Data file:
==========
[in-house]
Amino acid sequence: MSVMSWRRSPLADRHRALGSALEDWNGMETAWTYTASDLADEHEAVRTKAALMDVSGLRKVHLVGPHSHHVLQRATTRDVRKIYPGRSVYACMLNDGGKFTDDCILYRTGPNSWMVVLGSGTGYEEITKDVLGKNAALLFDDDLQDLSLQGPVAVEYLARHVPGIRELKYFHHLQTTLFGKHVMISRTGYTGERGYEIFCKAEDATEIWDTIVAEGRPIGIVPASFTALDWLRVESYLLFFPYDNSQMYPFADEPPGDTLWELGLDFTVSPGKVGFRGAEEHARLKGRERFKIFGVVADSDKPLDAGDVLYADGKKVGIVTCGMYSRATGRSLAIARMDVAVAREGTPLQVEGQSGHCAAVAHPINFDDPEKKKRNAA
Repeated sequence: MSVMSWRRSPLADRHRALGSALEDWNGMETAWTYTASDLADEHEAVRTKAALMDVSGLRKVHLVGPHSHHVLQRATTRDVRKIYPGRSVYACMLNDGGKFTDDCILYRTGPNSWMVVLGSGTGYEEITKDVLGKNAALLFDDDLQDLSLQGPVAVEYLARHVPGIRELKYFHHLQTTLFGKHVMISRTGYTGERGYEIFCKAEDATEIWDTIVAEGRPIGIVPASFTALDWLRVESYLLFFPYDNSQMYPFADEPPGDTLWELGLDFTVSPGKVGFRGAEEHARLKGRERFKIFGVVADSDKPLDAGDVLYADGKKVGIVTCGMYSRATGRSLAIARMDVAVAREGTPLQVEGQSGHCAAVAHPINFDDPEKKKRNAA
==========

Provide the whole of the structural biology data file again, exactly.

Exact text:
[in-house]
Amino acid sequence: MSVMSWRRSPLADRHRALGSALEDWNGMETAWTYTASDLADEHEAVRTKAALMDVSGLRKVHLVGPHSHHVLQRATTRDVRKIYPGRSVYACMLNDGGKFTDDCILYRTGPNSWMVVLGSGTGYEEITKDVLGKNAALLFDDDLQDLSLQGPVAVEYLARHVPGIRELKYFHHLQTTLFGKHVMISRTGYTGERGYEIFCKAEDATEIWDTIVAEGRPIGIVPASFTALDWLRVESYLLFFPYDNSQMYPFADEPPGDTLWELGLDFTVSPGKVGFRGAEEHARLKGRERFKIFGVVADSDKPLDAGDVLYADGKKVGIVTCGMYSRATGRSLAIARMDVAVAREGTPLQVEGQSGHCAAVAHPINFDDPEKKKRNAA
Repeated sequence: MSVMSWRRSPLADRHRALGSALEDWNGMETAWTYTASDLADEHEAVRTKAALMDVSGLRKVHLVGPHSHHVLQRATTRDVRKIYPGRSVYACMLNDGGKFTDDCILYRTGPNSWMVVLGSGTGYEEITKDVLGKNAALLFDDDLQDLSLQGPVAVEYLARHVPGIRELKYFHHLQTTLFGKHVMISRTGYTGERGYEIFCKAEDATEIWDTIVAEGRPIGIVPASFTALDWLRVESYLLFFPYDNSQMYPFADEPPGDTLWELGLDFTVSPGKVGFRGAEEHARLKGRERFKIFGVVADSDKPLDAGDVLYADGKKVGIVTCGMYSRATGRSLAIARMDVAVAREGTPLQVEGQSGHCAAVAHPINFDDPEKKKRNAA